Publication Date


Date of Final Oral Examination (Defense)


Type of Culminating Activity


Degree Title

Master of Science in Geophysics



Major Advisor

Hans-Peter Marshall, Ph.D.


John Bradford, Ph.D.


James P. McNamara, Ph.D.


Snow accounts for the majority of precipitation in many areas of the Western United States, and accurate measurements of the amount of water contained in the snowpack, known as snow water equivalent (SWE), are therefore important for water resource managers. The National Resources Conservation Service Snow Telemetry (SNOTEL) sites are the current standard remote measurement of SWE, with approximately 800 sites across the Western United States. Measurements at these sites are made by snow pillows, which weigh the overburden pressure of a snowpack, and are relatively expensive to install and maintain. Spring runoff is modeled using a 30-year average of SNOTEL SWE values, and recent years are increasingly diverging from the historical record as climate change impacts both the timing and amount of runoff. Additional measurements of in-situ SWE would increase model performance, but the current technology is several decades old and has limited range for site expansion. Radar has been proven to effectively measure SWE since the 1970s, but has not been developed as an operational sensor because the technology has been expensive and the data processing has not been developed for real-time applications necessary for remote sites.

This study applies a novel automatic processing algorithm, which inputs raw radar data and outputs SWE values available for transmission, to newly available hardware. The combination of automatic processing and new, high-resolution hardware allows radar to continuously measure SWE at remote sites, which have the potential to make radar the next generation of SWE sensor technology.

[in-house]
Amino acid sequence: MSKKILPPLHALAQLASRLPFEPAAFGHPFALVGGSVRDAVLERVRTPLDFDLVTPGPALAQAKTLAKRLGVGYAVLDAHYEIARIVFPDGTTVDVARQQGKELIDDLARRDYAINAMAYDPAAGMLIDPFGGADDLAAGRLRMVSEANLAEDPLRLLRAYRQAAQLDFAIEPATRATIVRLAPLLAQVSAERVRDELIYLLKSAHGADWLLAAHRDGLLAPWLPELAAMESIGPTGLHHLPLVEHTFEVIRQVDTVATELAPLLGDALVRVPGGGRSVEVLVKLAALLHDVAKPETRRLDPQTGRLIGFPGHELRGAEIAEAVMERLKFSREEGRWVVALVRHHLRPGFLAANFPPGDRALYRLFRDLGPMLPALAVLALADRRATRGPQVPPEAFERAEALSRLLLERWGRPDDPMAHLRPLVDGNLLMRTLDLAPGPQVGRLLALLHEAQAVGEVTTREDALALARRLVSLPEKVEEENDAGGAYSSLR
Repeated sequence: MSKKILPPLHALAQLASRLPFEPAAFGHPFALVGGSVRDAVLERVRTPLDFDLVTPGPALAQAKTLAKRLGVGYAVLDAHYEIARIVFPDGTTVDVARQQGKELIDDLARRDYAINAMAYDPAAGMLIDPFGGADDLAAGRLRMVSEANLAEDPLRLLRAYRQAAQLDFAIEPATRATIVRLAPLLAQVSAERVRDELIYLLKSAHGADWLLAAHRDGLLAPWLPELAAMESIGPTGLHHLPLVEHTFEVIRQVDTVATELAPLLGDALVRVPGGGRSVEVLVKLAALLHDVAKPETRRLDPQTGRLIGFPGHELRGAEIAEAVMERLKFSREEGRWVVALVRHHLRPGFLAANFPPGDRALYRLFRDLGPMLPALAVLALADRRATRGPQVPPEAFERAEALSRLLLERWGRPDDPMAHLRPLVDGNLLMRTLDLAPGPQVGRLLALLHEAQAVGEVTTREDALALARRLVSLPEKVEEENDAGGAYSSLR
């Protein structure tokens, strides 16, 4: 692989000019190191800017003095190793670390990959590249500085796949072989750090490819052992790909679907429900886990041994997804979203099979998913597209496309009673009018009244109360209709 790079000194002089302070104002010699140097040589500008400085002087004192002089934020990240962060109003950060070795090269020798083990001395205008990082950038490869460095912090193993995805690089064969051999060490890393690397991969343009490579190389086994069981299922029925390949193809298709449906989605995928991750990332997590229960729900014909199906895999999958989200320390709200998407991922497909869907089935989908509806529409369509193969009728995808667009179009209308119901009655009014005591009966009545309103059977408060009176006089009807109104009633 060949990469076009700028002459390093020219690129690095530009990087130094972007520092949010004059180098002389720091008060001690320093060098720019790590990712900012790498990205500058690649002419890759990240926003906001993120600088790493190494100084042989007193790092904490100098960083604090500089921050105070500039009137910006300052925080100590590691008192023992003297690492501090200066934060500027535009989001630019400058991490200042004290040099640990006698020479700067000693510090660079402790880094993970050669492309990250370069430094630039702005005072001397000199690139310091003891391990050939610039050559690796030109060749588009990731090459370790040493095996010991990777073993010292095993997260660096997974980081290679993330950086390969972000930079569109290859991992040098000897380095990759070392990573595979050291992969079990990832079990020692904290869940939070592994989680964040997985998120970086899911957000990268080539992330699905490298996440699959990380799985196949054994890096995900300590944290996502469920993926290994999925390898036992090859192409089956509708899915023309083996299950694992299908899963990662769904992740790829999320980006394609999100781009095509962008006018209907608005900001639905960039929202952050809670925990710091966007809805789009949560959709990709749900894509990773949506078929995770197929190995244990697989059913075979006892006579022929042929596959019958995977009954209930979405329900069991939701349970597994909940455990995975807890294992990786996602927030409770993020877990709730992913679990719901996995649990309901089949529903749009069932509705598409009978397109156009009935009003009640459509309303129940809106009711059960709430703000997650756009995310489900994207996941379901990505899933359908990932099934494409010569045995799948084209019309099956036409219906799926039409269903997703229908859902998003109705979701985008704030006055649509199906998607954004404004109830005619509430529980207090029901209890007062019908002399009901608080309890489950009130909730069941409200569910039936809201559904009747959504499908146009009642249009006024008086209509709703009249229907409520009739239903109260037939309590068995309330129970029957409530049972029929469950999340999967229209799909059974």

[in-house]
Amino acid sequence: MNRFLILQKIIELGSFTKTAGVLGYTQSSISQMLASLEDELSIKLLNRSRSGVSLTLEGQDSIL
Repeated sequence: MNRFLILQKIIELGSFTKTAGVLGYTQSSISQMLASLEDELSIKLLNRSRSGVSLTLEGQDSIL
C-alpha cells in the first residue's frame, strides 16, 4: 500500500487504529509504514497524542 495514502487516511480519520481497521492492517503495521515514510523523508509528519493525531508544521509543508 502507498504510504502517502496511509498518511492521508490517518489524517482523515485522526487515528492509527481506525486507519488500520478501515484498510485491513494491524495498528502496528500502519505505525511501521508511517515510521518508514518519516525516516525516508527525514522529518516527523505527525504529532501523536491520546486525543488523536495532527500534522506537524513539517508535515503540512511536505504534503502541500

The accuracy of the radar was first determined by a series of focused, 1-2m radar profiles over subsequently excavated manual snow pits, with accuracy of 7% in SWE compared to manual measurements. A network of eight radars was deployed at remote sites in Idaho, Montana and Colorado. Three of the eight remotely deployed radars were located at sites with independent SWE or precipitation measurements: Bogus Basin SNOTEL, Banner Summit SNOTEL and Garden Mountain weather station. Automatically processed radar SWE values are compared to the traditional snow pillow SWE values at the Bogus Basin and Banner Summit SNOTEL sites, and to a precipitation gauge at the Garden Mountain weather station. Radar-derived SWE values were highly correlated with SNOTEL SWE values, as well as with the precipitation gauge values of water equivalent. The combination of new hardware and an automatic processing algorithm has proven that radar can be an effective sensor for remotely measuring SWE in a range of alpine snowpacks.